Yes, we are here!

In times like these our hobbies become lifesavers. At GAS ENGINE MAGAZINE and FARM COLLECTOR, we have been tracking down the most interesting and rare vintage farm machines and collections for more than 80 years combined! That includes researching and sourcing the best books on collectibles available anywhere. Our online store is open and we are here to answer any questions you might have. Our customer service staff is available Monday through Friday from 8a.m.-5p.m. CDT. We can be reached at 1-800-888-9098 or by email. Stay safe!

1919 1-1/2 HP Economy

A fine first engine

| July 2009

  • economy
    Tim Marvin's first engine, a 1919 1-1/2 HP Economy.
    Tim Marvin

  • economy

Most people remember the firsts in life: their first bike, their first car and their first kiss. But only engine collectors can add their first engine. And mine was a 1919 1-1/2 HP Economy. 

I work for a John Deere dealership that has been in the family for over 70 years. One day, I was sent to pick up a tractor in Farmington, Conn. When I got to the address, the house looked like a small version of the White House – not a house I would be buying any time soon. I met with Mr. and Mrs. Scott. Mr. Scott took me to the shed were the tractor was kept, and I happened to notice a set of flywheels in a pile of stuff that came out of the shed.

After loading the tractor on the truck, I asked Mr. Scott about the engine. He told me that the engine was in the shed when he bought the house. He was going to get it started but was told that it was missing parts, so he just left it in the shed. But now that he had sold the house, he had to clean everything out. Then he said the one thing that makes every engine collector’s day: “If you are interested in the engine you can have it.” It was on the truck in minutes.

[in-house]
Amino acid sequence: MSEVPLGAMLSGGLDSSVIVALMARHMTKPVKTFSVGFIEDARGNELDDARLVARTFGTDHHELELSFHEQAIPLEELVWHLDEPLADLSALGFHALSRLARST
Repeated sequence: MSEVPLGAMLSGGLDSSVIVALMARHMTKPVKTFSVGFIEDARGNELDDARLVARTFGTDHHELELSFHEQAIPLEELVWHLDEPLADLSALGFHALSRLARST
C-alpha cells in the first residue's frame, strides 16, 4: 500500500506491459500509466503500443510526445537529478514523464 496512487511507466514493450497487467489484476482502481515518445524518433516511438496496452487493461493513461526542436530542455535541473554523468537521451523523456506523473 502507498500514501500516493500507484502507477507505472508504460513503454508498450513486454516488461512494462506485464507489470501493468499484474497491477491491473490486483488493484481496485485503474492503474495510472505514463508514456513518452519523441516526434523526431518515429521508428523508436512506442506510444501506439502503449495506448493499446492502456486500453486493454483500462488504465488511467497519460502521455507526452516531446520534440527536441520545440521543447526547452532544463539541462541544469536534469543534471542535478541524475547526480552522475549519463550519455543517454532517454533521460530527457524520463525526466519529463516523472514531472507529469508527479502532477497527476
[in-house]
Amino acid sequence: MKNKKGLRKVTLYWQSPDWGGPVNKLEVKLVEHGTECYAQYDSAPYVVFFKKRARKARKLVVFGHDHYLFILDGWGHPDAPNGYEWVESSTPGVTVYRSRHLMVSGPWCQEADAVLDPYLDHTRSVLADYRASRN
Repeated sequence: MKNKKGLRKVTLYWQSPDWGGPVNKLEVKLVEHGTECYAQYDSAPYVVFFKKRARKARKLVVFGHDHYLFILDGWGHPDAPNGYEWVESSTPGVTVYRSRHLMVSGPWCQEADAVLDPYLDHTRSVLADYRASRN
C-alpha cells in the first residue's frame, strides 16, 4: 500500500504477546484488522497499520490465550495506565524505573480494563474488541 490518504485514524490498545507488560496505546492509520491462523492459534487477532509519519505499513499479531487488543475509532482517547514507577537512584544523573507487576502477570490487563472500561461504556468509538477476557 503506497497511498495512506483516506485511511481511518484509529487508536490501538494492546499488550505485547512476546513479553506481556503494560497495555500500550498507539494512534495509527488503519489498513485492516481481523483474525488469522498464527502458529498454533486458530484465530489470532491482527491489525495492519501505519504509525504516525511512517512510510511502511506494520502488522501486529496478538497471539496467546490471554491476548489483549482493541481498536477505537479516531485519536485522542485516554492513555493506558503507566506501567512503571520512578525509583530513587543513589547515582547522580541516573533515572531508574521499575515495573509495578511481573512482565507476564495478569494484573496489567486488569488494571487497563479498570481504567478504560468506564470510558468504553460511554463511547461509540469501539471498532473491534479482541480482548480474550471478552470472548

On the way back home, I stopped by my uncle Loren’s house to show him my new find. After a quick look at the engine, he said it looked in good shape – all I needed was an igniter and magneto. He told me to go see Al Verrell who has a large collection of engines and may have the parts I needed.

That Sunday I stopped by Al’s house and he came out to look at my engine. He told me that it was an Economy originally sold by Sears, Roebuck & Co. and that Sears had sold a lot of engines from different manufacturers. He said the Economy was a pretty common engine, and that it was a good engine to learn from. He then invited me in to see his collection. I spent the next three hours talking with Al and looking at his engines. There were many small ones that he had built himself. He looked to see if he had the parts I needed, but no luck. I visited Al many times to see what he was working on and to talk about engines.

Al sent me to see Ralph Waters, who was a collector/dealer. You could have spent days at Ralph’s place and never see everything. Ralph had his hands on more engines than most people see in a lifetime. Best of all was that he had the Webster magneto and igniter that I needed for my engine.


Gas Engine Magazine A_M 16Gas Engine Magazine is your best source for tractor and stationary gas engine information.  Subscribe and connect with more than 23,000 other gas engine collectors and build your knowledge, share your passion and search for parts, in the publication written by and for gas engine enthusiasts! Gas Engine Magazine brings you: restoration stories, company histories, and technical advice. Plus our Flywheel Forum column helps answer your engine inquiries!

Facebook YouTube


click me